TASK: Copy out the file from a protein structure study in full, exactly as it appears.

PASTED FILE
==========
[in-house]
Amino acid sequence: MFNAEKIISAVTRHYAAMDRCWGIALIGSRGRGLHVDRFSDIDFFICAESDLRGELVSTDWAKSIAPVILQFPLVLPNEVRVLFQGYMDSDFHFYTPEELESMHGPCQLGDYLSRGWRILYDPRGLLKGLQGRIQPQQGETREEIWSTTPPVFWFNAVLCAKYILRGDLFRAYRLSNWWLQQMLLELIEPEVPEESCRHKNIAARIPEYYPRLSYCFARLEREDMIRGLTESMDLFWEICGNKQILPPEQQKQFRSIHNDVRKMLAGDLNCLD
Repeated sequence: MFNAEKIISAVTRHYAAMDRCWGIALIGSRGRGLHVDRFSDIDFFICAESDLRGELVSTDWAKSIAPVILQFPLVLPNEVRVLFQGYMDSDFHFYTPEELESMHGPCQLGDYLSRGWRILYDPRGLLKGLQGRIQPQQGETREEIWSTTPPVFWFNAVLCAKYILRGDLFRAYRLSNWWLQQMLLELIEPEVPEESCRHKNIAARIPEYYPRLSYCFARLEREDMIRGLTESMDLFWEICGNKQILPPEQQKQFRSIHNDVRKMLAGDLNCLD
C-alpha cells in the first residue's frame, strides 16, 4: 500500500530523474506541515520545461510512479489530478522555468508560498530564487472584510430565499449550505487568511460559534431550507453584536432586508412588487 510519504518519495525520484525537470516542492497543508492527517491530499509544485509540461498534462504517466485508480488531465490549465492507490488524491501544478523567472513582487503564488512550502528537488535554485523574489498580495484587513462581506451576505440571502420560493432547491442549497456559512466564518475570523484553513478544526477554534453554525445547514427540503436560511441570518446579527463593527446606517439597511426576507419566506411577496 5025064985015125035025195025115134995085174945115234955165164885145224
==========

[in-house]
Amino acid sequence: MFNAEKIISAVTRHYAAMDRCWGIALIGSRGRGLHVDRFSDIDFFICAESDLRGELVSTDWAKSIAPVILQFPLVLPNEVRVLFQGYMDSDFHFYTPEELESMHGPCQLGDYLSRGWRILYDPRGLLKGLQGRIQPQQGETREEIWSTTPPVFWFNAVLCAKYILRGDLFRAYRLSNWWLQQMLLELIEPEVPEESCRHKNIAARIPEYYPRLSYCFARLEREDMIRGLTESMDLFWEICGNKQILPPEQQKQFRSIHNDVRKMLAGDLNCLD
Repeated sequence: MFNAEKIISAVTRHYAAMDRCWGIALIGSRGRGLHVDRFSDIDFFICAESDLRGELVSTDWAKSIAPVILQFPLVLPNEVRVLFQGYMDSDFHFYTPEELESMHGPCQLGDYLSRGWRILYDPRGLLKGLQGRIQPQQGETREEIWSTTPPVFWFNAVLCAKYILRGDLFRAYRLSNWWLQQMLLELIEPEVPEESCRHKNIAARIPEYYPRLSYCFARLEREDMIRGLTESMDLFWEICGNKQILPPEQQKQFRSIHNDVRKMLAGDLNCLD
C-alpha cells in the first residue's frame, strides 16, 4: 500500500530523474506541515520545461510512479489530478522555468508560498530564487472584510430565499449550505487568511460559534431550507453584536432586508412588487 510519504518519495525520484525537470516542492497543508492527517491530499509544485509540461498534462504517466485508480488531465490549465492507490488524491501544478523567472513582487503564488512550502528537488535554485523574489498580495484587513462581506451576505440571502420560493432547491442549497456559512466564518475570523484553513478544526477554534453554525445547514427540503436560511441570518446579527463593527446606517439597511426576507419566506411577496 5025064985015125035025195025115134995085174945115234955165164885145224